• Glenn Greenwald: assessing Elena Kagan. Greenwald would prefer a justice more “progressive” than Kagan, I would prefer more of an originalist, but we can agree that Kagan will be no friend of civil liberties. Greenwald had one quote that I loved: The reality is — and this has long been clear — that Americans have little respect for, and even less interest in, people who stand for nothing and seem afraid of their own belief system.  Clarity of principle and courage of conviction are almost always more politically appealing than muddled incoherence, calibrated careerism, or muted cowardice. Here’s hoping we never see a candidate so artificial, self-censoring and calculating as Kagan again.
  • South China Morning Post: a Western expat calls for the Hong Kong government to compel all licensed taxis to install GPS devices because this loser has trouble communicating with the cabbies in English. “Boo-hoo, I didn’t get where I was going fast enough, you need to put a gun to the head of private business owners so my feelings don’t get hurt again!” Hey guy–if you don’t like the taxis you’re hailing, then stop hailing cabs or book through a higher-end service. If enough people are like you and get tired of the low English capacity, then taxi companies will respond. Until then, take your force-loving whining back to Australia where they could probably use your help in building the internet firewall they want.
  • Matt Welch at Reason: you’d think the government would have learned not to encourage people who can’t afford to own homes to buy them…but you’d have thought wrong. Even after the property bubble, even after we are encouraging Section 8 renters to rent McMansions in foreclosure-capital-of-the-world Las Vegas, these people still haven’t learned. I don’t know if it’s just that home “ownership” is really that much of an entrenched fetish in Washington or that there’s whole federal agencies and close buddies like Fannie Mae and Freddie Mac that would probably be in for significant layoffs if the market scaled back down to where it needs to be and are filled with self-preservation types.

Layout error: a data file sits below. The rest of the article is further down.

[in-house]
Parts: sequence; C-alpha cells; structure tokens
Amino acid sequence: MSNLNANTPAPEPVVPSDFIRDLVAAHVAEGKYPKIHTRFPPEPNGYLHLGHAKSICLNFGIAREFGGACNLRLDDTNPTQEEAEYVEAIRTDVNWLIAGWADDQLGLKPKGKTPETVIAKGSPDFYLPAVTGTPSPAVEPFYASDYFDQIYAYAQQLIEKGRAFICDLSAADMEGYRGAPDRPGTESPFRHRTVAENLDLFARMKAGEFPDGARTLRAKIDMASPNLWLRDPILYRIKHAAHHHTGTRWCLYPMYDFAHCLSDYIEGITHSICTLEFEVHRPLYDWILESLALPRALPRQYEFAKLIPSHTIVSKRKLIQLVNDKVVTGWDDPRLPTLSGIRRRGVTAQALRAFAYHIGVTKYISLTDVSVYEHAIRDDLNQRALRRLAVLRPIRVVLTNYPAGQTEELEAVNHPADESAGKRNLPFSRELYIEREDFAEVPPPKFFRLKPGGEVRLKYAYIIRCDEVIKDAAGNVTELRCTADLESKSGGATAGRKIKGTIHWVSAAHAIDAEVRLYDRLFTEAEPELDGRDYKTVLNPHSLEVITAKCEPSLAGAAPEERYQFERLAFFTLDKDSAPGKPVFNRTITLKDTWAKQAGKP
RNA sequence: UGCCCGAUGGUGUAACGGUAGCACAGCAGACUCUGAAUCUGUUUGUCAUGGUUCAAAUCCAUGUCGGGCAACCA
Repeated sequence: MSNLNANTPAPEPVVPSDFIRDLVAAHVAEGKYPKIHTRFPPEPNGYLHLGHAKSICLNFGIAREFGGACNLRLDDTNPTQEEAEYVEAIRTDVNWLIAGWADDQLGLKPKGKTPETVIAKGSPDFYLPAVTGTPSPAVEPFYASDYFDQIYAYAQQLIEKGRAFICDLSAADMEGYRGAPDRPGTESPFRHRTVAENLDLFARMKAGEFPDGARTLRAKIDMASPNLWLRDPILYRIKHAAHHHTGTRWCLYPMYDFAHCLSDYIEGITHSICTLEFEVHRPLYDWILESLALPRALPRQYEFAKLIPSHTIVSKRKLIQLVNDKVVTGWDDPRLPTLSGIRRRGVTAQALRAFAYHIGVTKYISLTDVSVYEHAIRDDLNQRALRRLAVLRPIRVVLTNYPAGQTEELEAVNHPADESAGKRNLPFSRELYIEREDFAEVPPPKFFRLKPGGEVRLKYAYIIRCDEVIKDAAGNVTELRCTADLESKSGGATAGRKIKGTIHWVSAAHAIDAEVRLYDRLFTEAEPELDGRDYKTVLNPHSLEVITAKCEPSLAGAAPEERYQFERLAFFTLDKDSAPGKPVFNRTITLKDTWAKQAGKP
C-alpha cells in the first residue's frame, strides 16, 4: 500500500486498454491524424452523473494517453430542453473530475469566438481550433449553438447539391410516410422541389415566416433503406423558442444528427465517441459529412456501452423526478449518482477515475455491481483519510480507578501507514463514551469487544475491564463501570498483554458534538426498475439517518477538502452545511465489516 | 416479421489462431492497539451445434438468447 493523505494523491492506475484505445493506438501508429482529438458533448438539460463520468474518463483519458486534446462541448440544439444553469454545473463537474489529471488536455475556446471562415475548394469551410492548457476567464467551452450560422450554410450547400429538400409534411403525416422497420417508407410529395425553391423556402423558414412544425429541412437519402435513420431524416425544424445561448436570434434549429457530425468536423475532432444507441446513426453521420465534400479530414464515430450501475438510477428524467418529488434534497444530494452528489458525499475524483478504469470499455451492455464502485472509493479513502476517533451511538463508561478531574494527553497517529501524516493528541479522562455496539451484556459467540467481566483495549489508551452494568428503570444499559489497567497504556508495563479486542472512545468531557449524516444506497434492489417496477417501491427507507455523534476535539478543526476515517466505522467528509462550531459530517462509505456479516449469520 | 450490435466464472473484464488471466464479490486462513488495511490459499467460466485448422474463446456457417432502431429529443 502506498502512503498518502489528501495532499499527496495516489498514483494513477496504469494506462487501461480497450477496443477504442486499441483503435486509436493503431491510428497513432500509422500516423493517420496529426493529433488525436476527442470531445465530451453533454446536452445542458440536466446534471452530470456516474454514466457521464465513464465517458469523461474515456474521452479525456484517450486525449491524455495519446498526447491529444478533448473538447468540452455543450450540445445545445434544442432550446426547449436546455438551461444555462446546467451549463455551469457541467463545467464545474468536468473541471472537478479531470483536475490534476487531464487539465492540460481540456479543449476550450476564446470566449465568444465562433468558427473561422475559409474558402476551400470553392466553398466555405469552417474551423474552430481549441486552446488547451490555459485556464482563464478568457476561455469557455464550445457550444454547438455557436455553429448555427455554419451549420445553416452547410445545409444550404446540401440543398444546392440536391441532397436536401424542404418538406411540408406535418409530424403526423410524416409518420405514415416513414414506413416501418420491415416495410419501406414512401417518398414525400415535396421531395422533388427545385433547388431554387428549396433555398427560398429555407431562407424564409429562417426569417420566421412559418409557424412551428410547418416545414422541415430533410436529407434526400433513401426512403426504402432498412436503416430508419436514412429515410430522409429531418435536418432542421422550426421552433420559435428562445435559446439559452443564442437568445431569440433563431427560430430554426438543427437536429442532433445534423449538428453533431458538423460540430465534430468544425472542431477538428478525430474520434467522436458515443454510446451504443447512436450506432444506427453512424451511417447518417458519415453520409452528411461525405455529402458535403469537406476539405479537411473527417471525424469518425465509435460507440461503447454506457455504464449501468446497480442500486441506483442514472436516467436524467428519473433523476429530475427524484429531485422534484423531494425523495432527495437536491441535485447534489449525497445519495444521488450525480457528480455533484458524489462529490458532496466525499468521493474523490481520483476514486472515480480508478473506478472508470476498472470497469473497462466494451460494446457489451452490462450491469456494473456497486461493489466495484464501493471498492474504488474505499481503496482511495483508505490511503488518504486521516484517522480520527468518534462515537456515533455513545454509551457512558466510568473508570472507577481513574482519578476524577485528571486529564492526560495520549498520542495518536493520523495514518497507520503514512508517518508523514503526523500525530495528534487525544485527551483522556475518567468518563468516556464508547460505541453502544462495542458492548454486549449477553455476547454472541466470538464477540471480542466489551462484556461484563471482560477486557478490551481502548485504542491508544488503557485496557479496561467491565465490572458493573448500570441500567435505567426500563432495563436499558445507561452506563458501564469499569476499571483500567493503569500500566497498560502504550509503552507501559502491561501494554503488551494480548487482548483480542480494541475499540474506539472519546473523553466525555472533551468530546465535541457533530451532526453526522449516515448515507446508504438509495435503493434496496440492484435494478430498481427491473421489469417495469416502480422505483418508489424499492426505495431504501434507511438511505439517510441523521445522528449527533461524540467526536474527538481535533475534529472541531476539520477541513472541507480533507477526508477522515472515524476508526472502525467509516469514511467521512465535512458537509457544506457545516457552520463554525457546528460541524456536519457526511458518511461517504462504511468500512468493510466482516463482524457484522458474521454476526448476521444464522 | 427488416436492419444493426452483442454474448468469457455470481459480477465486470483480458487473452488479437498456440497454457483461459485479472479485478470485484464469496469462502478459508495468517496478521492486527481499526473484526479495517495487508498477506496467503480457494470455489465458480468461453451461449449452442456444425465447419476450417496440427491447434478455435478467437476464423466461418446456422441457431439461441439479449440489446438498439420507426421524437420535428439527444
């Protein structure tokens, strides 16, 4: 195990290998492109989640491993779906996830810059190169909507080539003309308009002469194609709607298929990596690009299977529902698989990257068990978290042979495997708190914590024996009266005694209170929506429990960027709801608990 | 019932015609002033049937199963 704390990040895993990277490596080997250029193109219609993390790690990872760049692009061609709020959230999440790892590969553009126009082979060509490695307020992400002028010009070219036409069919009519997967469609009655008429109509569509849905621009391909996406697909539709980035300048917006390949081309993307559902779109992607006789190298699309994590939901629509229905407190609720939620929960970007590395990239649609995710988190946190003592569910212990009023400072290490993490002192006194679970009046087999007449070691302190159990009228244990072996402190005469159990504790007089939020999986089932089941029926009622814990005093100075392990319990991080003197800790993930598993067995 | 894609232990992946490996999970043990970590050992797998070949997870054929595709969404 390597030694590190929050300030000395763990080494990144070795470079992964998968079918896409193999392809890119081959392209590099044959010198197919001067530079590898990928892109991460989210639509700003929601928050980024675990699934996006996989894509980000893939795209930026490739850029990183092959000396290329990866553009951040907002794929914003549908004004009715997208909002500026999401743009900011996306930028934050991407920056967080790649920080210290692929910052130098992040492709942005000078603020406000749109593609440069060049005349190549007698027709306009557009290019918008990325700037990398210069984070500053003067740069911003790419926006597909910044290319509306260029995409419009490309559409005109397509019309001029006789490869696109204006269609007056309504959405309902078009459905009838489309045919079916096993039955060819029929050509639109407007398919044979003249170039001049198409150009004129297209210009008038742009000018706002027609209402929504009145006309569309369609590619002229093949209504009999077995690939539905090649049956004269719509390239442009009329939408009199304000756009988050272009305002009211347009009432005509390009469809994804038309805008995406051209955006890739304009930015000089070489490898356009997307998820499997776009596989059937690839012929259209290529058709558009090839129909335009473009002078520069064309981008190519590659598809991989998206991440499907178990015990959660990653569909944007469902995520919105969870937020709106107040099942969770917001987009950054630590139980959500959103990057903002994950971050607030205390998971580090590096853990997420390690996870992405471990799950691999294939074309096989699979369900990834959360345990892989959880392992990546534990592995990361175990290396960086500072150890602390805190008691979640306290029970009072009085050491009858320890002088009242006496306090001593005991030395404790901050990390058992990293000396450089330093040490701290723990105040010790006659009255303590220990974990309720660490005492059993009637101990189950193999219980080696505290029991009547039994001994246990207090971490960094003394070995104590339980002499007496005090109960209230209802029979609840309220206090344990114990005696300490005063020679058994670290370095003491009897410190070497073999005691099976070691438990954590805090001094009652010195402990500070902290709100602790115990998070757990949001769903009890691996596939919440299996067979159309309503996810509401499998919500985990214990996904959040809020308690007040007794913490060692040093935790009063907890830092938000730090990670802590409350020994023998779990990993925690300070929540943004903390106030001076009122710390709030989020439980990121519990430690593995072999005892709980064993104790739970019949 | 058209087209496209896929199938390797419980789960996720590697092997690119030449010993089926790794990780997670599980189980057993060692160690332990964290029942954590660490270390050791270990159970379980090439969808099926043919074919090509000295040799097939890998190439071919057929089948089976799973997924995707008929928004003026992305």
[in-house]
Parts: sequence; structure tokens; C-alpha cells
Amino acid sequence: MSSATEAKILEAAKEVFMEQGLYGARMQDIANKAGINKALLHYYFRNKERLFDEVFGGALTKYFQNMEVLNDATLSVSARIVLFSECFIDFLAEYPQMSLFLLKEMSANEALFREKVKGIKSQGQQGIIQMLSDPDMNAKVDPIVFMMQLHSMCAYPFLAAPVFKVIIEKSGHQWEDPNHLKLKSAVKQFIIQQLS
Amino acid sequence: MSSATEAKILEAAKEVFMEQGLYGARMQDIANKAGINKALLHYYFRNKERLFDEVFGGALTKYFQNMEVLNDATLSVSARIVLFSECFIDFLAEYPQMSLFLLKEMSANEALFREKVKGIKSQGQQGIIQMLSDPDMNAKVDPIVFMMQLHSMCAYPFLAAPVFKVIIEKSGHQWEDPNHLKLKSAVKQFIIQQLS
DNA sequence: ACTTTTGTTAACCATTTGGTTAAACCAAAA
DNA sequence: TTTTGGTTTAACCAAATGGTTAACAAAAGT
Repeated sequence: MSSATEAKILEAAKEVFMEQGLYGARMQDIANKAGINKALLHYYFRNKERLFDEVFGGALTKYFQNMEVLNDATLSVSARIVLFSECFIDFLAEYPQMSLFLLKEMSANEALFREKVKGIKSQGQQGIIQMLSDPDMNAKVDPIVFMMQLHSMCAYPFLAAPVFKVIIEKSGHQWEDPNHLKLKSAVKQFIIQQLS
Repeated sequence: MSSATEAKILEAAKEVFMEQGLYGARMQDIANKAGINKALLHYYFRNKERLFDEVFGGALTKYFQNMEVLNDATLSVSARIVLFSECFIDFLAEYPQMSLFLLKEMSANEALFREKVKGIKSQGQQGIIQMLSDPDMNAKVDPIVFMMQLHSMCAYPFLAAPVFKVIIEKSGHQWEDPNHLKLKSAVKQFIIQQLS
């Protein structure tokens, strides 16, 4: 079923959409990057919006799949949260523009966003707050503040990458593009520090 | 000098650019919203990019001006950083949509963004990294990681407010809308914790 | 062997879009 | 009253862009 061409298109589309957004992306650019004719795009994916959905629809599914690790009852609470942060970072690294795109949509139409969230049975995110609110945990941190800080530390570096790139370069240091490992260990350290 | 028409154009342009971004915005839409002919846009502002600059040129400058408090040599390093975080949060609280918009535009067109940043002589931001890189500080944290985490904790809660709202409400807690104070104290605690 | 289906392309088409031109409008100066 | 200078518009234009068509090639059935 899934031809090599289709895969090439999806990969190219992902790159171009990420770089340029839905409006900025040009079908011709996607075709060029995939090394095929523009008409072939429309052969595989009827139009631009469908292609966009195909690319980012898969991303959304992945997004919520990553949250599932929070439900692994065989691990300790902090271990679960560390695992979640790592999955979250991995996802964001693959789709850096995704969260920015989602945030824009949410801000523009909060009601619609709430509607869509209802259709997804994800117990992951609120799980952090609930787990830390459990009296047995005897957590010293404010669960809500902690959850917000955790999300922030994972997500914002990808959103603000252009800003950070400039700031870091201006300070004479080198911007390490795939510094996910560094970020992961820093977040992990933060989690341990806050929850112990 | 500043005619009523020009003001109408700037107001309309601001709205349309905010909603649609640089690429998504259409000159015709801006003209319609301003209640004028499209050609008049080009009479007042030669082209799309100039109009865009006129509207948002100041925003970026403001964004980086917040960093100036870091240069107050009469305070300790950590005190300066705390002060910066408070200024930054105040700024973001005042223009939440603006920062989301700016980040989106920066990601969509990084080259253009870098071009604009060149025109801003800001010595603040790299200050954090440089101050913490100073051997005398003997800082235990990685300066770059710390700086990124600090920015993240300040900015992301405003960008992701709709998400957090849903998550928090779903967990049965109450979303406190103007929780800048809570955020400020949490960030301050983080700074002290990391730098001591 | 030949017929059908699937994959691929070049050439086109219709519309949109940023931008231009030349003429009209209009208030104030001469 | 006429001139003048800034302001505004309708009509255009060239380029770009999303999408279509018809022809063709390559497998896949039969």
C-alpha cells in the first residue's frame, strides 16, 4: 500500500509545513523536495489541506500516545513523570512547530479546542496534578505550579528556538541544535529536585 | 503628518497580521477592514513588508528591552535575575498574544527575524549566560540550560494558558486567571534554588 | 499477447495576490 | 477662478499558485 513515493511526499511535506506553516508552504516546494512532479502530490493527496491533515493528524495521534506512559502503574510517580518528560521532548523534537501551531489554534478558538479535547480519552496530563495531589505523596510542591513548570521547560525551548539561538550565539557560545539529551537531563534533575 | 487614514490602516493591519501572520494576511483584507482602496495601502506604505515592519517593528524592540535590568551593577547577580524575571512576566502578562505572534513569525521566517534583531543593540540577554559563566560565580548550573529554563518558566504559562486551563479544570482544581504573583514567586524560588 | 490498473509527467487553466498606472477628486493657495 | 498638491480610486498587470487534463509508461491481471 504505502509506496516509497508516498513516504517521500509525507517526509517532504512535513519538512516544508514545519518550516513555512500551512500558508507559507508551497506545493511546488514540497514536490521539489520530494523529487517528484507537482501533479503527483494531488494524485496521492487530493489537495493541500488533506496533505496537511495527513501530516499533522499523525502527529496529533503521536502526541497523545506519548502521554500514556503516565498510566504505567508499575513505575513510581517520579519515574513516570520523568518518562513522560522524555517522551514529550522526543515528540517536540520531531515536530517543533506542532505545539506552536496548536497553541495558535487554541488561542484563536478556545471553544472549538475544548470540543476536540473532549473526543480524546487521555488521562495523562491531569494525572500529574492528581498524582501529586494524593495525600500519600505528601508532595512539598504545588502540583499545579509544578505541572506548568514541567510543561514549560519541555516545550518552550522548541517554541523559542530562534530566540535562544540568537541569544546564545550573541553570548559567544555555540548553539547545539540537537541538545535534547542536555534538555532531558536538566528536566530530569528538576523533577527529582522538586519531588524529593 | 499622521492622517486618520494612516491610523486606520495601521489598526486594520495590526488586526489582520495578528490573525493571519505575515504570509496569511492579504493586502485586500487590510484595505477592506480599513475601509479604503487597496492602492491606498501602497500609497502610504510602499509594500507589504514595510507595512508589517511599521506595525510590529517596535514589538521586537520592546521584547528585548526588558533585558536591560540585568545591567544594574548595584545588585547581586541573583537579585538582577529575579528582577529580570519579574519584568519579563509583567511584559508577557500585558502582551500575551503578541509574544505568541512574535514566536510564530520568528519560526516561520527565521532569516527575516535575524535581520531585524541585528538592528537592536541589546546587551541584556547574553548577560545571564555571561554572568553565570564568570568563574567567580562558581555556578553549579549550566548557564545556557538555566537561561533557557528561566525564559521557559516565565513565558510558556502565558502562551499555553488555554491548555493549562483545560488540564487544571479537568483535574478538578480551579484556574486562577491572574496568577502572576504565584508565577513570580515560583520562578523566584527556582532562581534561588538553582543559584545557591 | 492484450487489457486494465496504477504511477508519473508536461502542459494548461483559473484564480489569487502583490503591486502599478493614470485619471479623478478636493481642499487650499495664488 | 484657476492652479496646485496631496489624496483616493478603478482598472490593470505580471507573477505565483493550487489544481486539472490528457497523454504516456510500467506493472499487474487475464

• Via Andrew Sullivan, Jon Chait at the war-loving New Republic: “surely you can’t mean you only support defensive wars!” Chait is smugly shocked and argues that Joe Klein is over-reacting to the Iraq war in saying that we should only fight defensive wars–that is, wars in which we have been attacked first. What an insane standard for making wars! We can’t let our tanks and planes go to waste like that! Bring on the death!
  • NYT: very interesting article on the Italian economy. It’s interesting that much of Italy’s huge public debt is owned by Italians themselves, not foreign creditors. It doesn’t really matter whose passport they are carrying if they all present their notes at once and demand payment, but it is an interesting point that probably help to explain why Italy had fewer problems with credit rating agencies than Greece, Spain or Ireland earlir this year. My favorite quote: “‘Before World War II, Argentina was rich,’ he says. ‘Even in 1960, the country was twice as rich as Italy.’ Today, he says, you can compare the per capita income of Argentina to that of Romania. ‘Because it didn’t grow. A country could get rich in 1900 just by producing corn and meat, but that is not true today. But it took them 100 years to realize they were becoming poor. And that is what worries me about Italy. We’re not going to starve next week. We are just going to decline, slowly, slowly, and I’m not sure what will turn that around.'”
  • St. Petersburg Times: discussing whether Russia’s current policy course leads to a Soviet future for the country. Things you don’t want to miss include a fascistic drug cop who wants Moscow-area clubs to close at midnight because it would help him fight drugs and the revelation that an anti-red tape/corruption measure designed to cap corrupt inspections of businesses put a temporary dent in bureaucratic salaries is just being replaced by fewer inspections with higher payments.